In her new memoir Now My Heart Is Full, Laura June writes about how becoming a parent has helped her make peace with the memory of her own mother, her mother’s alcoholism, and their difficult relationship. Here, she talks about life with her daughter Zelda, from her belief that babies sometimes need to be left alone to the way motherhood has made her more creative than ever.
Name: Laura June
Location: Armonk, New York
Family: Husband Josh, daughter Zelda (4.5) and a chihuahua
Tell us a little bit about your family and your career. Did life happen mostly as planned or were there surprises?
I planned pretty much nothing. I met my husband when I was 27 and we got married at 29. We didn’t decide for sure whether or not to have kids until mid-2013 (it was mostly me putting it off!). I got pregnant quickly and then we had Zelda in February of 2014.
I never really planned my career or my life — I just tried to figure things out as I went and I was really lucky that somehow magically worked out pretty well for me.
Take us through your morning routine. What are your best tricks for getting out the door?
This has changed drastically as my daughter has aged. We enrolled her in a Montessori school (which also functions as a daycare, with longer hours for working parents) when she was 17 months old.
Until she was about three, I was a mother who sort of internally scoffed or felt it was disrespectful to the children’s teachers when kids were constantly coming in very late.
But now that I have an older child, I realise why parents are always late: My daughter is the best at delaying and forcing lateness on me. No matter how early I get her up and start working our way towards the door, we will not make it to school by 9AM, and we live four minutes from it.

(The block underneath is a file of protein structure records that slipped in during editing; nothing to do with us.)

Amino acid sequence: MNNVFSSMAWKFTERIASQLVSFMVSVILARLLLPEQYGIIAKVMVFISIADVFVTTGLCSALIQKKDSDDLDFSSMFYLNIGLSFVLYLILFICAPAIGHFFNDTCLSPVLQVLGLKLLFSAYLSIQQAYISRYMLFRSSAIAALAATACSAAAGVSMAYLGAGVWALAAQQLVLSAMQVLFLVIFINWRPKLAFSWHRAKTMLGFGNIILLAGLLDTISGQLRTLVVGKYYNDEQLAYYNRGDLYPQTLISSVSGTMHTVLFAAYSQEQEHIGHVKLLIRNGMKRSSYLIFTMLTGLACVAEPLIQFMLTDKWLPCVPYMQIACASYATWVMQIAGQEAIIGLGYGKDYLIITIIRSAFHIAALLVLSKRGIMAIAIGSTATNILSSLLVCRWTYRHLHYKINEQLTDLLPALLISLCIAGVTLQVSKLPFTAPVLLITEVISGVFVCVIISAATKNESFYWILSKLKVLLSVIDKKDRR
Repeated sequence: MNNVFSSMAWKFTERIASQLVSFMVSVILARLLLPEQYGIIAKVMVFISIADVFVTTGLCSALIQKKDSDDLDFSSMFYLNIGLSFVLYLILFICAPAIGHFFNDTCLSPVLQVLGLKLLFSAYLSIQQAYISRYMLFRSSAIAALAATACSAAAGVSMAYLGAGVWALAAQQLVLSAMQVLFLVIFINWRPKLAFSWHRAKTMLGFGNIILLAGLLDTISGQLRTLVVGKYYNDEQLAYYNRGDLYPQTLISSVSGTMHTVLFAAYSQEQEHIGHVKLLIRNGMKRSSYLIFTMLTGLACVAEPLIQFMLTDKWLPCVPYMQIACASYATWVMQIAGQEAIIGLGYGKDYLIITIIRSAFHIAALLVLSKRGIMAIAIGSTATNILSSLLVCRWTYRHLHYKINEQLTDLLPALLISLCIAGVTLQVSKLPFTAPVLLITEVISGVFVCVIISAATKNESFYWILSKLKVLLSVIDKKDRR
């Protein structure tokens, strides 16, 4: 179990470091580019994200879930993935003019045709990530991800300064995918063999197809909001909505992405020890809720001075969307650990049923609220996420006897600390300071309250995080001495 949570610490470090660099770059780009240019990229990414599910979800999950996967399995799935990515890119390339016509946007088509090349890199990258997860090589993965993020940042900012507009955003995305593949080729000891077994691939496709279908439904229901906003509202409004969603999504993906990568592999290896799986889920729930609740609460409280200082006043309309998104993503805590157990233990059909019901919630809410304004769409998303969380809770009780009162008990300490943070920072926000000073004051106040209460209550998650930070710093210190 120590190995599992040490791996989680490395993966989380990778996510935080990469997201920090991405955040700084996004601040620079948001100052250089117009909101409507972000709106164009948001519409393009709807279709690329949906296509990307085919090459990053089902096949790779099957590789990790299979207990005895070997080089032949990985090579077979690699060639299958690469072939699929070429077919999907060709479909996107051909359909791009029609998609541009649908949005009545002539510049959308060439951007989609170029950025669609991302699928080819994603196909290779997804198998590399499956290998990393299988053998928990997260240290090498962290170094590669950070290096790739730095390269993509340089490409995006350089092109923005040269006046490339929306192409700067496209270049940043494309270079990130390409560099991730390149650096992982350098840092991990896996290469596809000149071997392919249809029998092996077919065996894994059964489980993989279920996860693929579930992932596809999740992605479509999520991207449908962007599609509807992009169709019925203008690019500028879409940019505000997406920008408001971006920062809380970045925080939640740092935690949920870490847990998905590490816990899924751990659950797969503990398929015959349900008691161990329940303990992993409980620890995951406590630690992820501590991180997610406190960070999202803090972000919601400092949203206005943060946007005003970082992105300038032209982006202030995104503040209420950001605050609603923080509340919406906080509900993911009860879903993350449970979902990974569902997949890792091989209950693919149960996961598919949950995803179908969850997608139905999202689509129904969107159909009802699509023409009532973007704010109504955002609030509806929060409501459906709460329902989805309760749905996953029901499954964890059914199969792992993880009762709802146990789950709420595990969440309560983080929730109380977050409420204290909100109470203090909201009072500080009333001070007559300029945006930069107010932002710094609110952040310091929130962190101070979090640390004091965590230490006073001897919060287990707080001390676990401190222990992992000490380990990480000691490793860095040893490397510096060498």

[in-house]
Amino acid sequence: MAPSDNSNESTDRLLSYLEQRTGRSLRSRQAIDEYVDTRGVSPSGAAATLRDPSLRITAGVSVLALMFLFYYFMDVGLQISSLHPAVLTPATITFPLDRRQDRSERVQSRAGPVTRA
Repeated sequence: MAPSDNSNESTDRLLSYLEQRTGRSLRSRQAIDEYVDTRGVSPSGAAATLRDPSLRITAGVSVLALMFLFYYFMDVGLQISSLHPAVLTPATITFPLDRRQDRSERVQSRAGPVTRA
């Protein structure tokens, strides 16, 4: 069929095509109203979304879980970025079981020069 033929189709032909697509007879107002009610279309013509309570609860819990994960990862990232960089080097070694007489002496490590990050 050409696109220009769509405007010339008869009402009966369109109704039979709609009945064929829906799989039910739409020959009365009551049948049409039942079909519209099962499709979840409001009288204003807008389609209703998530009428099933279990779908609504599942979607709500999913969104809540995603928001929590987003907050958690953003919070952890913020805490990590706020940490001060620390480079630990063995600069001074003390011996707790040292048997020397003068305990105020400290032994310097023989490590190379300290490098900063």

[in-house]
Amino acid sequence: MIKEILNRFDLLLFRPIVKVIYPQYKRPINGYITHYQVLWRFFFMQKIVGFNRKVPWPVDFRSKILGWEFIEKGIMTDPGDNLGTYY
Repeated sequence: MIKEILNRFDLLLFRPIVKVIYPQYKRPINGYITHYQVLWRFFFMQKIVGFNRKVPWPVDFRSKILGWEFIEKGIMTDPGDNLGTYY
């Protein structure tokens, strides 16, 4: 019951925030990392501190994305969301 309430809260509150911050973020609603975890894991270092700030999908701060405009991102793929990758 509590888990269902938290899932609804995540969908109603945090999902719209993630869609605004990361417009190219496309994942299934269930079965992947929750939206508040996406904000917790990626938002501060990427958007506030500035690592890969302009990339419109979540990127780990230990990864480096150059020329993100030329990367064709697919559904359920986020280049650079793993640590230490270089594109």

We’re working on it, but I’ve also sort of given up on it.
Part of the reason I can give up is that I work from home, so my schedule is much more flexible than it’d be if I needed to be in an office at a specific time.
This means that first thing in the morning, my only priority is getting my daughter to school. For half an hour or so, it’s a rush of breakfast; coffee; feeding and medicating our ageing, nervous dog; packing a lunch; getting her dressed and her bags packed.
Once I actually drop her off, I usually return to actually begin my own day, meaning I shower, put on real clothes, and look at my email.
How much outside help do you get as a parent? Who or what can’t you live without?
This has also changed as my daughter aged. When she was six months old I went back to work and have worked from home writing ever since. In that time, she had a nanny who was an integral part of our lives. We had meals together and, because I was home so much, spent a lot of time sort of sharing some of the work and decision-making.
Now that Zelda is in school five days a week, we do have an occasional babysitter but we also are enormously lucky that my brother and his girlfriend, who is also a close friend of mine, are always around. They can stay with her for a night out or a whole weekend and we trust them about as much as parents can trust anyone who aren’t themselves.